I have to admit - I thought it was a hit. The first Second Life International Best Practices in Education Conference was very interesting, to say the least. I managed to catch the first two keynotes and learned quite a bit. I walked away from the experience thinking that I would certainly do it again. I also wonder about how much work it took to pull off - behind the scenes. For example:
- How do teachers display PowerPoint slides in SL?
- How does one stream audio (or video)?
- How does a teacher gain access to TeenSL (which seems to hold promise for an effective SL classroom experience), and how can I be sure that it's truly safe in there for my students?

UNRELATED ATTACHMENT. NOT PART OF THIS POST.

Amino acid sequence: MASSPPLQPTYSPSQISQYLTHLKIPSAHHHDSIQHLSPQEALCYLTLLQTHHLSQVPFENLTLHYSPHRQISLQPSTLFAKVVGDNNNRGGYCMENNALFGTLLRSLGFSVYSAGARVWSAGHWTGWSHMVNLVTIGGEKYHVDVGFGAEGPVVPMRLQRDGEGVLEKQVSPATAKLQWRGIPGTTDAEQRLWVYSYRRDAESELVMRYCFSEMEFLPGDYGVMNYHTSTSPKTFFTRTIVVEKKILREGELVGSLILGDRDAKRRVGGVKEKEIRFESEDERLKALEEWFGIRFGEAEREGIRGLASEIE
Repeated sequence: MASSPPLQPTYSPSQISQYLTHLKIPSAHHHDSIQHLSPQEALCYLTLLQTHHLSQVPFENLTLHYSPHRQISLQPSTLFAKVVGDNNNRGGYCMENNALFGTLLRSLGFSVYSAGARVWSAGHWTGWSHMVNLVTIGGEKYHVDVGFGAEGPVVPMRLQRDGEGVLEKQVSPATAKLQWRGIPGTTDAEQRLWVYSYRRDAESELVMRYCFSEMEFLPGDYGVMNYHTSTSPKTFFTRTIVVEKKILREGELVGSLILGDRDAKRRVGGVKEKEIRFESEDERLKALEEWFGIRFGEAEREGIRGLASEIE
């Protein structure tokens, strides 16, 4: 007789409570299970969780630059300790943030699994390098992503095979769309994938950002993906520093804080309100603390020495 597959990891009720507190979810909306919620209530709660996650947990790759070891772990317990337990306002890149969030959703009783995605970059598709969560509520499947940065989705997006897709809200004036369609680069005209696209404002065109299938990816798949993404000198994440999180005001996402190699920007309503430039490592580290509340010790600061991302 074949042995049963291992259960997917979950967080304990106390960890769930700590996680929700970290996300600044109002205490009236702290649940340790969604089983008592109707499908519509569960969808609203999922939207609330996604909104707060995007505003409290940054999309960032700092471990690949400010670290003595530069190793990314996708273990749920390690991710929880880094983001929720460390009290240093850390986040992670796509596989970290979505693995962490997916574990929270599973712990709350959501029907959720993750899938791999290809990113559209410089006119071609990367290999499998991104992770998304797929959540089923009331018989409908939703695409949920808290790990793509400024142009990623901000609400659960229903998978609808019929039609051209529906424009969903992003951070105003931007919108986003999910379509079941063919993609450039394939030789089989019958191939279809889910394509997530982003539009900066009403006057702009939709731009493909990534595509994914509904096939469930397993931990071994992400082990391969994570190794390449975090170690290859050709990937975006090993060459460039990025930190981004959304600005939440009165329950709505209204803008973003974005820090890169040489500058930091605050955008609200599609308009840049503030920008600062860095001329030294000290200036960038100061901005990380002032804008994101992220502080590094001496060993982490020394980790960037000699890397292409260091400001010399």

Two additional observations:
- Most people are as clueless about SL as you probably are. During one particular session, participants were to grab a light-bulb and wear it on top of their heads (it was later used to vote during the session - great idea for interaction). A quick glance around the room revealed that at least half of the people there had no idea how to pick up the object. So as far as clueless goes - it's you and me both.
- Second Life minus audio equals ineffective teaching. Chat just doesn't cut it. You've got to be able to interact with voice - luckily, it's apparently coming soon to a virtual world near you.
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